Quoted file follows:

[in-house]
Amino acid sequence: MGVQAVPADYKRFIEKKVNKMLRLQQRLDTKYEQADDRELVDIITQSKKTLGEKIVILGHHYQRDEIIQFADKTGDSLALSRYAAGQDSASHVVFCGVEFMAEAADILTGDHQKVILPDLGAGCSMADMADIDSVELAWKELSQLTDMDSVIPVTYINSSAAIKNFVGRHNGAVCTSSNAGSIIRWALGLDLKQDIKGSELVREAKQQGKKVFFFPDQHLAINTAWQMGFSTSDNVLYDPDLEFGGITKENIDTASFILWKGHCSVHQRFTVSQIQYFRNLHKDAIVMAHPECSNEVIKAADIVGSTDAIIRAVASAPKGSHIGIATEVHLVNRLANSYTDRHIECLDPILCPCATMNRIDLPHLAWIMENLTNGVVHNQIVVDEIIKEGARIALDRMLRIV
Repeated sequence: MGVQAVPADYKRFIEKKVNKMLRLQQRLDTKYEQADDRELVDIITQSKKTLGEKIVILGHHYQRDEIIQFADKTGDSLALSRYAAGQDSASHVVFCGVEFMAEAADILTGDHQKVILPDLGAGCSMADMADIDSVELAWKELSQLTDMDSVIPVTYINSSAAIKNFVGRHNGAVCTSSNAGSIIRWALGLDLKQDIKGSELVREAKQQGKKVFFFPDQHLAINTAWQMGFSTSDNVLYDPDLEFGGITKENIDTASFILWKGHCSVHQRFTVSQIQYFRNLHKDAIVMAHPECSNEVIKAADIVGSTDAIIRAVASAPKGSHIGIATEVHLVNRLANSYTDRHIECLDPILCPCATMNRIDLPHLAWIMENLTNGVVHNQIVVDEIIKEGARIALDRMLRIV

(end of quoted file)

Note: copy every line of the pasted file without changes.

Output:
[in-house]
Amino acid sequence: MGVQAVPADYKRFIEKKVNKMLRLQQRLDTKYEQADDRELVDIITQSKKTLGEKIVILGHHYQRDEIIQFADKTGDSLALSRYAAGQDSASHVVFCGVEFMAEAADILTGDHQKVILPDLGAGCSMADMADIDSVELAWKELSQLTDMDSVIPVTYINSSAAIKNFVGRHNGAVCTSSNAGSIIRWALGLDLKQDIKGSELVREAKQQGKKVFFFPDQHLAINTAWQMGFSTSDNVLYDPDLEFGGITKENIDTASFILWKGHCSVHQRFTVSQIQYFRNLHKDAIVMAHPECSNEVIKAADIVGSTDAIIRAVASAPKGSHIGIATEVHLVNRLANSYTDRHIECLDPILCPCATMNRIDLPHLAWIMENLTNGVVHNQIVVDEIIKEGARIALDRMLRIV
Repeated sequence: MGVQAVPADYKRFIEKKVNKMLRLQQRLDTKYEQADDRELVDIITQSKKTLGEKIVILGHHYQRDEIIQFADKTGDSLALSRYAAGQDSASHVVFCGVEFMAEAADILTGDHQKVILPDLGAGCSMADMADIDSVELAWKELSQLTDMDSVIPVTYINSSAAIKNFVGRHNGAVCTSSNAGSIIRWALGLDLKQDIKGSELVREAKQQGKKVFFFPDQHLAINTAWQMGFSTSDNVLYDPDLEFGGITKENIDTASFILWKGHCSVHQRFTVSQIQYFRNLHKDAIVMAHPECSNEVIKAADIVGSTDAIIRAVASAPKGSHIGIATEVHLVNRLANSYTDRHIECLDPILCPCATMNRIDLPHLAWIMENLTNGVVHNQIVVDEIIKEGARIALDRMLRIV